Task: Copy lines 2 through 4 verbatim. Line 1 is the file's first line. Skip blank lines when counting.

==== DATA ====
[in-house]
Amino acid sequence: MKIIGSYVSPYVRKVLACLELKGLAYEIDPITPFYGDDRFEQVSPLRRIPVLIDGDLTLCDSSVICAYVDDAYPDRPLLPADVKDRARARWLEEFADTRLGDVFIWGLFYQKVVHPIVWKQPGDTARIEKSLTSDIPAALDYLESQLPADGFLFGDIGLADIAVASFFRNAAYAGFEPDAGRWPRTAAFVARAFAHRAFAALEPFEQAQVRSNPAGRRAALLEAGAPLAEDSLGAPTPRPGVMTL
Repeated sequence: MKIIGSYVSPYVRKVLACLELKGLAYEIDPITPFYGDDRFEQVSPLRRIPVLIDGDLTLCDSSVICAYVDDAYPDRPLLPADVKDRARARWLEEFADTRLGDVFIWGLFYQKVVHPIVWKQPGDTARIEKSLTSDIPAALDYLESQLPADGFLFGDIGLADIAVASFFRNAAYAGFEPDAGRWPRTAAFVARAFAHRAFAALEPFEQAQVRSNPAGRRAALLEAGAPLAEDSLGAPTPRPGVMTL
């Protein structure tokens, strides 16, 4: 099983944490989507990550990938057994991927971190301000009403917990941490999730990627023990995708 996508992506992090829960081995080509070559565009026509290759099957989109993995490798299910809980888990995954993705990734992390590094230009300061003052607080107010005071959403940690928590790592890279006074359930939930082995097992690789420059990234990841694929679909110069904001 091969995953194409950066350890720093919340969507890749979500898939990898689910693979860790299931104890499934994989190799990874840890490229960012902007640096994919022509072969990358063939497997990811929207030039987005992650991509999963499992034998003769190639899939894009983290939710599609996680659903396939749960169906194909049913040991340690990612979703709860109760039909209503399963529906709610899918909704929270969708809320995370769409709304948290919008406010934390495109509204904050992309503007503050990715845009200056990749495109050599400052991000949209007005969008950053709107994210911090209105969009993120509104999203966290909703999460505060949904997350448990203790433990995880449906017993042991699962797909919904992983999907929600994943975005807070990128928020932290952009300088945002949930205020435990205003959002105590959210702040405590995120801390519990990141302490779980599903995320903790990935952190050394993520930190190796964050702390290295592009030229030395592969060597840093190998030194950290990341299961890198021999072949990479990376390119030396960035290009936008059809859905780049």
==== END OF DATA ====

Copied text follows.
Amino acid sequence: MKIIGSYVSPYVRKVLACLELKGLAYEIDPITPFYGDDRFEQVSPLRRIPVLIDGDLTLCDSSVICAYVDDAYPDRPLLPADVKDRARARWLEEFADTRLGDVFIWGLFYQKVVHPIVWKQPGDTARIEKSLTSDIPAALDYLESQLPADGFLFGDIGLADIAVASFFRNAAYAGFEPDAGRWPRTAAFVARAFAHRAFAALEPFEQAQVRSNPAGRRAALLEAGAPLAEDSLGAPTPRPGVMTL
Repeated sequence: MKIIGSYVSPYVRKVLACLELKGLAYEIDPITPFYGDDRFEQVSPLRRIPVLIDGDLTLCDSSVICAYVDDAYPDRPLLPADVKDRARARWLEEFADTRLGDVFIWGLFYQKVVHPIVWKQPGDTARIEKSLTSDIPAALDYLESQLPADGFLFGDIGLADIAVASFFRNAAYAGFEPDAGRWPRTAAFVARAFAHRAFAALEPFEQAQVRSNPAGRRAALLEAGAPLAEDSLGAPTPRPGVMTL
């Protein structure tokens, strides 16, 4: 099983944490989507990550990938057994991927971190301000009403917990941490999730990627023990995708 996508992506992090829960081995080509070559565009026509290759099957989109993995490798299910809980888990995954993705990734992390590094230009300061003052607080107010005071959403940690928590790592890279006074359930939930082995097992690789420059990234990841694929679909110069904001 091969995953194409950066350890720093919340969507890749979500898939990898689910693979860790299931104890499934994989190799990874840890490229960012902007640096994919022509072969990358063939497997990811929207030039987005992650991509999963499992034998003769190639899939894009983290939710599609996680659903396939749960169906194909049913040991340690990612979703709860109760039909209503399963529906709610899918909704929270969708809320995370769409709304948290919008406010934390495109509204904050992309503007503050990715845009200056990749495109050599400052991000949209007005969008950053709107994210911090209105969009993120509104999203966290909703999460505060949904997350448990203790433990995880449906017993042991699962797909919904992983999907929600994943975005807070990128928020932290952009300088945002949930205020435990205003959002105590959210702040405590995120801390519990990141302490779980599903995320903790990935952190050394993520930190190796964050702390290295592009030229030395592969060597840093190998030194950290990341299961890198021999072949990479990376390119030396960035290009936008059809859905780049």